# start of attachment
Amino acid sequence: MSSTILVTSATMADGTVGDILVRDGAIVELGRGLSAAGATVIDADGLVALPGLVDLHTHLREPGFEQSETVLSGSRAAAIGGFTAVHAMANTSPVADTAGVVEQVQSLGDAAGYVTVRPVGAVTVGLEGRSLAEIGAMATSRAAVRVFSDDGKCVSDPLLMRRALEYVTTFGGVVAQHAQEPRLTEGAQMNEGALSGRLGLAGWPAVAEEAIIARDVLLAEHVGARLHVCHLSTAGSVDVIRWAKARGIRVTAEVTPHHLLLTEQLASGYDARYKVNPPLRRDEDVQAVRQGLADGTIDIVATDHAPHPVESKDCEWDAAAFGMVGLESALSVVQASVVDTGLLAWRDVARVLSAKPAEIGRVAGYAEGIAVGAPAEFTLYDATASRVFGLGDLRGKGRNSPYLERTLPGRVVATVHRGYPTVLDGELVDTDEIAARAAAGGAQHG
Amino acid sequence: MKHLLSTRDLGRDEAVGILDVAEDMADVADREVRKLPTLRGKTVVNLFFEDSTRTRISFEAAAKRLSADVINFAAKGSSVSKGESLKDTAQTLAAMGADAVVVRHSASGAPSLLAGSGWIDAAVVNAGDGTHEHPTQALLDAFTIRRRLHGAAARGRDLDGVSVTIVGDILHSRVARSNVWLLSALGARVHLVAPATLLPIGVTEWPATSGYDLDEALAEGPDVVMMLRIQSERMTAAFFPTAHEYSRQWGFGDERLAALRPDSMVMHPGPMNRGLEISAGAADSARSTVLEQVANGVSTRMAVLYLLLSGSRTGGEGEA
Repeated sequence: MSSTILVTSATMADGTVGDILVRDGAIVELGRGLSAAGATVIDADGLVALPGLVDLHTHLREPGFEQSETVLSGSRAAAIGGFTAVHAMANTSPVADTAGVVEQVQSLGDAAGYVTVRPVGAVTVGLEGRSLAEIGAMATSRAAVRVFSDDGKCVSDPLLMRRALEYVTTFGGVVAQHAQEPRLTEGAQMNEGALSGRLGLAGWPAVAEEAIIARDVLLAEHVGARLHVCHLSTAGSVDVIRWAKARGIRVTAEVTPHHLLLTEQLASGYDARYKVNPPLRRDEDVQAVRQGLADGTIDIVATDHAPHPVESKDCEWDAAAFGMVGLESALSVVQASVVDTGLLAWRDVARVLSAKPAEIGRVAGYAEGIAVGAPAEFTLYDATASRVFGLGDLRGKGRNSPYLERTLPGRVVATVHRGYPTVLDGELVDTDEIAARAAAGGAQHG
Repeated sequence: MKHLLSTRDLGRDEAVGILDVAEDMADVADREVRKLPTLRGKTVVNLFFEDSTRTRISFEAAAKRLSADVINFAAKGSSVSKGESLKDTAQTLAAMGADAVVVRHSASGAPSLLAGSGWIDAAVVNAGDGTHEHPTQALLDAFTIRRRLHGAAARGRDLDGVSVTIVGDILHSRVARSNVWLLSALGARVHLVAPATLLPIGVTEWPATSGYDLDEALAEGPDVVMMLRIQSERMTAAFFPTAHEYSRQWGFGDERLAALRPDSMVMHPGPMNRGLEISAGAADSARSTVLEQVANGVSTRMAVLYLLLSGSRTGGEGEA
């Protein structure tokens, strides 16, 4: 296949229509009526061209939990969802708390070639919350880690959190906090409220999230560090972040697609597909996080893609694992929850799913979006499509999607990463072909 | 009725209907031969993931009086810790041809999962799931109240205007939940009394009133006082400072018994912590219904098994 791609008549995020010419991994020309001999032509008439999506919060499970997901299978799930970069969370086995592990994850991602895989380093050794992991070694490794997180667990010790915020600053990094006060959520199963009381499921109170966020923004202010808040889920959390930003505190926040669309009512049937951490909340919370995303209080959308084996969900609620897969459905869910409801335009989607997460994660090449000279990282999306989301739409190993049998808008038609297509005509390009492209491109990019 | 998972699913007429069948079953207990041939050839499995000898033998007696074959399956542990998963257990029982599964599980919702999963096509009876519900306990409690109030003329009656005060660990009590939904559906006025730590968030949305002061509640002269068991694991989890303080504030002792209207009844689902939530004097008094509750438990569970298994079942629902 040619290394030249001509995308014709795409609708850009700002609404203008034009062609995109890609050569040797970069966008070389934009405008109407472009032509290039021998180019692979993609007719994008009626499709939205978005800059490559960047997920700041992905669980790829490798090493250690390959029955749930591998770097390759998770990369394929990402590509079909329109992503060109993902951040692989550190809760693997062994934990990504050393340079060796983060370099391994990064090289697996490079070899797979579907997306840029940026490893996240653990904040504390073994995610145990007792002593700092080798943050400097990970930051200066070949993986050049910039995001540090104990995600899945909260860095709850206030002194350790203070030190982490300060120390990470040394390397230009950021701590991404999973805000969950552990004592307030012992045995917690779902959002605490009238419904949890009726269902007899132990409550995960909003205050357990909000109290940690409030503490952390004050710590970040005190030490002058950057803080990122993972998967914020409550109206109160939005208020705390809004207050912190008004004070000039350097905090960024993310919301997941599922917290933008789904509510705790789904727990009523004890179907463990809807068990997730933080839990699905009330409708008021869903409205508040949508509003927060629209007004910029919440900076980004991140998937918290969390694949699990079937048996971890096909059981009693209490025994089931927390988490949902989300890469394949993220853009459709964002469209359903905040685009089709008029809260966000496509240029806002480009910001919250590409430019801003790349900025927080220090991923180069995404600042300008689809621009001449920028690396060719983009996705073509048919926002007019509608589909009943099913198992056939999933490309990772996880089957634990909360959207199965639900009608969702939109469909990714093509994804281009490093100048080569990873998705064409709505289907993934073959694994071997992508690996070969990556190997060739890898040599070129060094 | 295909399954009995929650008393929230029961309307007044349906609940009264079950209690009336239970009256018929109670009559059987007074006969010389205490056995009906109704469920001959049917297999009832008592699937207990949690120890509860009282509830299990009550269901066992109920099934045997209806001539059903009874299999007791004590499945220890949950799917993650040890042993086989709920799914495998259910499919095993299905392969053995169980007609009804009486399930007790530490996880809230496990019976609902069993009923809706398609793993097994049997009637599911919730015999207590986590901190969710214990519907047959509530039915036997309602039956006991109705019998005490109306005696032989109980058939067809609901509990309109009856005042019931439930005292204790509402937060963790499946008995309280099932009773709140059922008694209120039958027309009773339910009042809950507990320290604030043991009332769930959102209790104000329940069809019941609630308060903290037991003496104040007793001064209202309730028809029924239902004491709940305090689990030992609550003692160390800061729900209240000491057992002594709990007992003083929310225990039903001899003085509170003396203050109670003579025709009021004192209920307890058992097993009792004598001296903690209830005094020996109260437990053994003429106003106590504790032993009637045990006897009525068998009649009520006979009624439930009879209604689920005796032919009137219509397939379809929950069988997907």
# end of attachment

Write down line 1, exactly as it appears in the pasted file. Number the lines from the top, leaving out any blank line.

Amino acid sequence: MSSTILVTSATMADGTVGDILVRDGAIVELGRGLSAAGATVIDADGLVALPGLVDLHTHLREPGFEQSETVLSGSRAAAIGGFTAVHAMANTSPVADTAGVVEQVQSLGDAAGYVTVRPVGAVTVGLEGRSLAEIGAMATSRAAVRVFSDDGKCVSDPLLMRRALEYVTTFGGVVAQHAQEPRLTEGAQMNEGALSGRLGLAGWPAVAEEAIIARDVLLAEHVGARLHVCHLSTAGSVDVIRWAKARGIRVTAEVTPHHLLLTEQLASGYDARYKVNPPLRRDEDVQAVRQGLADGTIDIVATDHAPHPVESKDCEWDAAAFGMVGLESALSVVQASVVDTGLLAWRDVARVLSAKPAEIGRVAGYAEGIAVGAPAEFTLYDATASRVFGLGDLRGKGRNSPYLERTLPGRVVATVHRGYPTVLDGELVDTDEIAARAAAGGAQHG